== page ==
Summarizing: it’s important to estimate in the right level. So first, get the scope, then fine the level, then do the estimate.
    And add something for unexpected problems! If we all know that there are unexpected problems, they aren’t so unexpected, right?

  • Pawel Brodzinski December 15, 2011, 12:20 pm

    @Roger – The point is I agree with “get rid of estimations altogether.” As far as it is possible, that is. I mean, you always need to follow common sense. If your client requires you to make an estimate you can perfectly reject the request and the potential contract altogether. If you have comfort to make such decisions that’s perfectly fine. However I know pretty few companies that operate on such level that they can make such calls very comfortably.

    If you are like the rest of us, you will just try to comply with client’s requests. Then, the rules of the game change and you actually have to come up with some numbers. Yet still, you can say that it would be better if you could avoid them at all.

    By the way: you probably heard a bunch of stories how switching to time & material contracts, which mostly render estimation useless, improved effectiveness of delivery, e.g. it was faster, adjusted better to business needs, richer in functionality or a mixture of all of those. Of course then we touch the issue of trust between a client and a vendor but anyway it means that you can effectively work without estimation at all.

    But no, I wouldn’t say that you should go this way no matter what. Usually it’s not a vendor who sets the rules. We can just try to do our job well and reasonably.

  • Terry Bunio December 15, 2011, 1:21 pm

    Great post. It clarified something as I’ve frequently landed on the side proposing that we still need to estimate.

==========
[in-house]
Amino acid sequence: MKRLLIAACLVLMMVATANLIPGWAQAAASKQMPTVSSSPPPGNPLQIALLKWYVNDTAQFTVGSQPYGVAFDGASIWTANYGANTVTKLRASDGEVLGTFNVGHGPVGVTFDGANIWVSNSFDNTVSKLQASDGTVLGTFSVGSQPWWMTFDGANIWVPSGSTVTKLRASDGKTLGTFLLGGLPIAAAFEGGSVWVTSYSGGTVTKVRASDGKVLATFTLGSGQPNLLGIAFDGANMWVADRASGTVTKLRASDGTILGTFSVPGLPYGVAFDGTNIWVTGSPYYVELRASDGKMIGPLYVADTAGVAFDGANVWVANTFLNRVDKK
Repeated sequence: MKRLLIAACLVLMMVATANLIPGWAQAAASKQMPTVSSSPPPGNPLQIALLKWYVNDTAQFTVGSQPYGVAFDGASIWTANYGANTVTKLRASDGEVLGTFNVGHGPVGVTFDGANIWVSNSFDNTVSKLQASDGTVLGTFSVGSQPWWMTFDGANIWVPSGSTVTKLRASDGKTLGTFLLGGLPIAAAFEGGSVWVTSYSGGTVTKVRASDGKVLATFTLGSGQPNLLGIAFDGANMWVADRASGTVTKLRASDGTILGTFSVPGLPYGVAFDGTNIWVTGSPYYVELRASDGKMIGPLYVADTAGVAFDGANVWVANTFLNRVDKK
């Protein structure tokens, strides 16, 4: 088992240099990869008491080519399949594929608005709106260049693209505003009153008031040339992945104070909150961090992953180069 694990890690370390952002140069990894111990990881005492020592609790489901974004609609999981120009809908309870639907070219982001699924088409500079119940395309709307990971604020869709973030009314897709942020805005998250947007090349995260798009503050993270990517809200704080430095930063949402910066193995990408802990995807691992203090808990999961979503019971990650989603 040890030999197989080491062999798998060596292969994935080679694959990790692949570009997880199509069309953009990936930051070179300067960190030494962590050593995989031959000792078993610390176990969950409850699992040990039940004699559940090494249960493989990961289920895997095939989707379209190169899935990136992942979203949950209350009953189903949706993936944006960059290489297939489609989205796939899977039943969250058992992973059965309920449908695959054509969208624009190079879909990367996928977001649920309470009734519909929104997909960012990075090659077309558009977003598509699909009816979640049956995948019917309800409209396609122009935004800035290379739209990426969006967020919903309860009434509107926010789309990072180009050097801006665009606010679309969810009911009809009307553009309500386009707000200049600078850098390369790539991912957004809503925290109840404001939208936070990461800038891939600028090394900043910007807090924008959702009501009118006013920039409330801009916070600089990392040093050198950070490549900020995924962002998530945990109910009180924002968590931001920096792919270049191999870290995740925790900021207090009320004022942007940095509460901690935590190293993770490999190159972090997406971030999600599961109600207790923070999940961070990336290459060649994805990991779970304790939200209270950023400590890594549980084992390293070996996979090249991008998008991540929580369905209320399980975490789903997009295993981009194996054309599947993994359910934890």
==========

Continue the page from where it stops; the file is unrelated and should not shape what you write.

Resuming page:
What became clear to me is that while we don’t need estimates to execute the project, we frequently do need them to win the project. (At least in my company’s circumstance)

    So what do we do? We do the best estimate we can at the appropriate level and then execute the project in an Agile fashion. (and we make it clear how we will execute the project as part of our proposal to set expectations)

    For the most part it has worked quite well.

  • Pawel Brodzinski December 15, 2011, 3:03 pm

    @Terry – I believe that your situation is pretty common for many organizations. Clients very often expect that they will know up front how much time/money/effort this darn thing is going to take. To be honest, I do understand them. Sometimes you are just so clueless that you don’t know whether you discuss a few weeks worth project or a year long endeavor.

    By the way, another story to tell is what happens when you go past initial deadlines. In vast majority of cases it isn’t really a problem, as initial deadlines is just sort of negotiation position which is a starting point for getting a bunch of features without changing a price or covering up for not delivering their deliverables on time or whatever else.

    I know really few projects that have a deadline really written in the stone. For the rest of them the whole estimation thing is more about setting and managing expectations.